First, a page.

Spirituality Knee-Deep in Mud

Nikolay Kolyada has written ninety eight plays, sixty seven of which are put into production throughout the whole world, as far as in Australia. He resides in Yekaterinburg. Following his education, he is an actor and a prose writer. Following his calling, he is a builder of the theatre. Not only in the exalted sense (as a troupe gatherer and style author) but in the literal sense as well (electric wiring, water supply, fire alarm have been installed by him personally). The art director of the “Kolyada Theatre”, the main personage of the “Kolyada-plays” festival. The generator of dramaturgic activity in the Urals who gives a course at the local theatre institute. And generally, a man who loves his work, knows the price of freedom and is willing to pay for it. His story about the life of a small private non-metropolitan theatre known far beyond the boundaries of the country might seem a workshop of survival to some and give hope to others.

The reason I started to stage did not lie in the fact that my life had been so good. In 1993 the first festival of productions based on my plays was to take place: twenty three theatres came to participate. And before that the main director of our academic drama theatre said that we should participate too. I have a play called “America gave Russia a steamship” for two actors. She’s over forty, he’s eighteen, a melodrama about love that failed. The director told me, “I would just take on eight actresses and one guy, can you imagine?” I did imagine that horrible picture – eight women per one guy. What a conception! I said, “May I stage my play myself?” I took my “Oginsky’s Polonez” and staged it so that it was on for ten years. I really liked that work and I began to stage plays at the theatre approximately once per year. But each time it was more and more difficult to reach agreement with the director.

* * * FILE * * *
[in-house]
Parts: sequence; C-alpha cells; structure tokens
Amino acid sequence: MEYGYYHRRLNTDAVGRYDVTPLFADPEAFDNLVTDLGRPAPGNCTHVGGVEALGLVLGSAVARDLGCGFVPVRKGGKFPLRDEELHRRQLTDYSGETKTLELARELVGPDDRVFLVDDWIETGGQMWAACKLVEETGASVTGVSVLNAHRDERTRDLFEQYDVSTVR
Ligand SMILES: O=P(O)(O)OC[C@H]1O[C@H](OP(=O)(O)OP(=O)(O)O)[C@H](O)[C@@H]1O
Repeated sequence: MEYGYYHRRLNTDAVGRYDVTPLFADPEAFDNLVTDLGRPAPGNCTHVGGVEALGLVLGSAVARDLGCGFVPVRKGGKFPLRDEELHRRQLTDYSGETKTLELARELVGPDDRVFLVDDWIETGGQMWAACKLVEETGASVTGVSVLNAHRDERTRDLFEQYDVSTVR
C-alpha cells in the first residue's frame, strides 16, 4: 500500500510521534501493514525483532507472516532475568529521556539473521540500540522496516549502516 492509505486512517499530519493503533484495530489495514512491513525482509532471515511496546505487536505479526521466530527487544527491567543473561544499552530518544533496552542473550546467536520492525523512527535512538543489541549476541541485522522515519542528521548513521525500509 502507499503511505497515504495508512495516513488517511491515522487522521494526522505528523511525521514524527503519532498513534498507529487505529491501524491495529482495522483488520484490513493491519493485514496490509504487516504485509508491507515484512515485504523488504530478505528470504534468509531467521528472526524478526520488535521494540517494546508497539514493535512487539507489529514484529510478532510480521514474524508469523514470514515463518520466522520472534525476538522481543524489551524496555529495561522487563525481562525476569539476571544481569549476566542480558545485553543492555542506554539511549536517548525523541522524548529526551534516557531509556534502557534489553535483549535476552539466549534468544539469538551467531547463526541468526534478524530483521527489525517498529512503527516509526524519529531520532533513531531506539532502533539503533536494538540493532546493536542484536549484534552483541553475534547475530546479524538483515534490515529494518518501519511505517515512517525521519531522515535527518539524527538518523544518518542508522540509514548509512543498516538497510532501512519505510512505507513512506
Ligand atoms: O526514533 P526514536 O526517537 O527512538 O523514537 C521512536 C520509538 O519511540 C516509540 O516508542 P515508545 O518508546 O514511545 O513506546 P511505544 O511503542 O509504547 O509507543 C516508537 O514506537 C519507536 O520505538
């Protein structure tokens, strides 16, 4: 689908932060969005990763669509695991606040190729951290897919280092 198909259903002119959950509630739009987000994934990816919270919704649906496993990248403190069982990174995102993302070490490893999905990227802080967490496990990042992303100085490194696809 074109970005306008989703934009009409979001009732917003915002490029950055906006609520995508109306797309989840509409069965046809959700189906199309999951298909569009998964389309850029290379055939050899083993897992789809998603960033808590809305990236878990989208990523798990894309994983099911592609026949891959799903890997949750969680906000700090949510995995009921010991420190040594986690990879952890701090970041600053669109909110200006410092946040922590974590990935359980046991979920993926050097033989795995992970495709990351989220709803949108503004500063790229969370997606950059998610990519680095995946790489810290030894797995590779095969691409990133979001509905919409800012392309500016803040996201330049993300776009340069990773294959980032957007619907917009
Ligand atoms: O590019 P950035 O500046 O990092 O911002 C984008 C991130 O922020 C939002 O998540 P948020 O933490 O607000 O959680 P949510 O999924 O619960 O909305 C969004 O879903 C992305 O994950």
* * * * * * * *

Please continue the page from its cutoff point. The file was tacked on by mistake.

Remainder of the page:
In 2001 I paid eight thousand Rubles to a lawyer and had my own theatre incorporated, got a settlement account and a seal. For two years the theatre existed without premises. Little by little the troupe formed. At first we played at a basement with not even light installed. I paid twenty five thousand Rubles – and the light appeared. Six months later we carried out repair works but as soon as we finished, there came a firm that owned the basement and cancelled the agreement with us. Besides, our basement was close to a restaurant…

We fought for two years until we were finally evicted. Then we settled on mattresses straight on Lenin Street and went on a hunger strike. We lay there for three days until the region minister of culture came and told us to leave the place immediately as Nurgaliyev was about to ride through the street. After that the minister of the State Property Committee paid us a visit. But we did not leave until we got a place, even two, so that we could have a choice. The first option was a former bomb shelter. I came there, went forty meters down and imagined how children would come to us to see fairy tales. The second place was a wooden house with twenty eight little rooms, no heating, no hot and cold water, and had stood empty for six months. I was told that it would cost 50 million to arrange for utilities in that house. We began to do everything ourselves. To supply water we had to dig a ditch to the plumbing system, it was dug by my honoured actors. We still have a boiler for hot water. It took a month to destroy those 28 rooms and make a hall looking like a theatre.

The first performance we showed there was “The Phoenix Bird”. In accordance with the text, the characters delight in heat, however, our spectators in the auditorium wrapped themselves in fur coats and actors - blue with cold - were a horrible sight to look at. And so, our new life began. We give 50-60 performances a month. On Saturdays and Sundays we perform plays for children at 11.00 and 13.00 and productions for adults - at 18.30. We also have a project “Theatre in the Boiler Room”: a short play or reading of a new play at 21.30. We do not give four performances a day due to a happy life, we just need to earn money.